Jason R. Miller, OD, MBA, FAAO – Please note: The following column is based on my experience and not an official opinion of the OOA. Every optometrist must decide how to handle this issue.
Are you confused about how to bill your diabetic patients? Especially your diabetic patients who also have VSP? Many health care payers have sent notices to many eye care providers asking for the claim when their member is diabetic. It’s kind of a blessing and a curse when two different carriers are asking for the claim with these specific patients. For example, this letter recently arrived in my office from Medical Mutual:
These letters are correct when determining who to send the claims to, but need some clarification when it comes to actually submitting the claims and the order in which they are processed. There can be some confusion, as most vision insurances will not accept Refraction Only claims.
Determining who gets the bill starts with the reason for the visit. The patient’s reason for the visit should determine who gets the bill. If it is a refractive complaint (Myopia, Presbyopia, etc.), the vision plan should receive the bill for the encounter. If is a medical complaint (Diabetes, Dry eyes, Allergic Conjunctivitis, etc.), the medical insurance should get the bill for the encounter. That reason for the visit can be either a patient complaint or an order from the doctor at their previous visit (for example: Order Procedure: Glaucoma Work-Up in three months). That order from their previous encounter becomes the reason for the visit when they come in for that testing.
If the patient is diabetic, they may be in for new glasses or contact lenses and their annual diabetic exam as prescribed by their primary care physician or endocrinologist. One possibility is to provide their vision exam (submit to vision) and have them back for any diabetic testing (submit to medical). That is typically not very patient-centric, as we can usually provide this service at the same time and will save the patient a trip to our office. This article details steps to take in order to coordinate the patient’s visit between both their Medical and VSP when appropriate.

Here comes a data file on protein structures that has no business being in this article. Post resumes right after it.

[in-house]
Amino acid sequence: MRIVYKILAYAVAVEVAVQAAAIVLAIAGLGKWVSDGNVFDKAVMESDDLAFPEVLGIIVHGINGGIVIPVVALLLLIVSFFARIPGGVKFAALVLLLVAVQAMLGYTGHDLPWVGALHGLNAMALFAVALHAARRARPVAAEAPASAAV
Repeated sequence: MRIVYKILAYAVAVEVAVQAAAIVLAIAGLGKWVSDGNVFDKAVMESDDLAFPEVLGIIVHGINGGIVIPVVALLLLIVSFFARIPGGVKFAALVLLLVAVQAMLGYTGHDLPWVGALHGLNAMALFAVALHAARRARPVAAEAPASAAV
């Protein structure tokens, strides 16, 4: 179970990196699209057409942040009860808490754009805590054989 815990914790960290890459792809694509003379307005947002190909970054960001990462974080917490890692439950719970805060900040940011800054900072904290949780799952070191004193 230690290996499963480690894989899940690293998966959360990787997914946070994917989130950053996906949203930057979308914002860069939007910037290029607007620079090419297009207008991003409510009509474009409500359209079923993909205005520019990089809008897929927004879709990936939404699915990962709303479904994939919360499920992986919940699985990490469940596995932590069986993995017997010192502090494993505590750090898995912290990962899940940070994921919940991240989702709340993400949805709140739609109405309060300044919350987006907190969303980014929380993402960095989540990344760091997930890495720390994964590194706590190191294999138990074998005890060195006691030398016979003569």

- To coordinate this claim to VSP, there must be a refraction done on the same date as well.
- The exam can be either a 99xxx or 92xxx CPT, whichever you deem appropriate. The medical exam needs to be pointed to the medical diagnosis (choose a Diabetic code in this scenario – 250.xx) listed in position 1 on the HCFA form.
- The refraction (92015) must be pointed toward a refractive diagnosis.
- The claim, in its entirety with the exam, refraction and any special testing if applicable (92250 Fundus photos if medically necessary), will be filed to the health insurance carrier for consideration.
Note: You do not have to collect any co-pays at this visit.
The health insurance is going to process the claim as primary and they are going to pay based on the patient’s coverage for that service. Once the health insurance processes the claim, you will receive the explanation of payment (EOP). After the health insurance company processes the claim as primary, the claim can then be filed to VSP under their coordination policy.
Keep in mind that this secondary claim to VSP must mirror the primary claim exactly. This is not just sending the refraction code to VSP. The CPT codes and diagnosis order cannot be altered.
Once VSP gets the secondary claim, they will pay up to $66 on Signature or Choice plans, less the copay amount per the patient’s plan. VSP will not pay on any testing overages the primary does not cover. They will only pay on the exam and refraction overages that the health insurance carrier does not pay.
COB Max COB Payment for all states as of 04/01/13:
Let’s say they have a $30 copay from the medical insurance and the $XX refraction is non-covered. Per the health plan, the patient’s total out of pocket should be $30 + $XX for the refraction.
Next steps – this is taken directly from the VSP Coordination Policy (click on the link for the policy):
For Paper Claims: